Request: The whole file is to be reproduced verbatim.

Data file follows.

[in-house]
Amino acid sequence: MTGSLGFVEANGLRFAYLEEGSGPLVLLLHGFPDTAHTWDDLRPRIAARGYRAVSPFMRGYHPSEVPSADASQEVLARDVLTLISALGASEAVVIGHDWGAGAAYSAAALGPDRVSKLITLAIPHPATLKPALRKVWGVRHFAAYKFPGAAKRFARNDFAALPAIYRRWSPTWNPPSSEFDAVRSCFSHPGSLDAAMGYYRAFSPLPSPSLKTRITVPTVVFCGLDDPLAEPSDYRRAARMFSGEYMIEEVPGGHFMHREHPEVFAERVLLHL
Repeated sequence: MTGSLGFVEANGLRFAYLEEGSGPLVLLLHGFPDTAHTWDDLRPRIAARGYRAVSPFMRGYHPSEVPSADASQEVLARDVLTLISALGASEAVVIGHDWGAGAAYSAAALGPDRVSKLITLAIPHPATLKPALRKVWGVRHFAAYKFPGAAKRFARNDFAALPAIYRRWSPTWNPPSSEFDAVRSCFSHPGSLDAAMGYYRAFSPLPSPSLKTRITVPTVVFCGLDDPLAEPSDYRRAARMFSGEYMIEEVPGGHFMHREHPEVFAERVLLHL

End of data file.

[in-house]
Amino acid sequence: MTGSLGFVEANGLRFAYLEEGSGPLVLLLHGFPDTAHTWDDLRPRIAARGYRAVSPFMRGYHPSEVPSADASQEVLARDVLTLISALGASEAVVIGHDWGAGAAYSAAALGPDRVSKLITLAIPHPATLKPALRKVWGVRHFAAYKFPGAAKRFARNDFAALPAIYRRWSPTWNPPSSEFDAVRSCFSHPGSLDAAMGYYRAFSPLPSPSLKTRITVPTVVFCGLDDPLAEPSDYRRAARMFSGEYMIEEVPGGHFMHREHPEVFAERVLLHL
Repeated sequence: MTGSLGFVEANGLRFAYLEEGSGPLVLLLHGFPDTAHTWDDLRPRIAARGYRAVSPFMRGYHPSEVPSADASQEVLARDVLTLISALGASEAVVIGHDWGAGAAYSAAALGPDRVSKLITLAIPHPATLKPALRKVWGVRHFAAYKFPGAAKRFARNDFAALPAIYRRWSPTWNPPSSEFDAVRSCFSHPGSLDAAMGYYRAFSPLPSPSLKTRITVPTVVFCGLDDPLAEPSDYRRAARMFSGEYMIEEVPGGHFMHREHPEVFAERVLLHL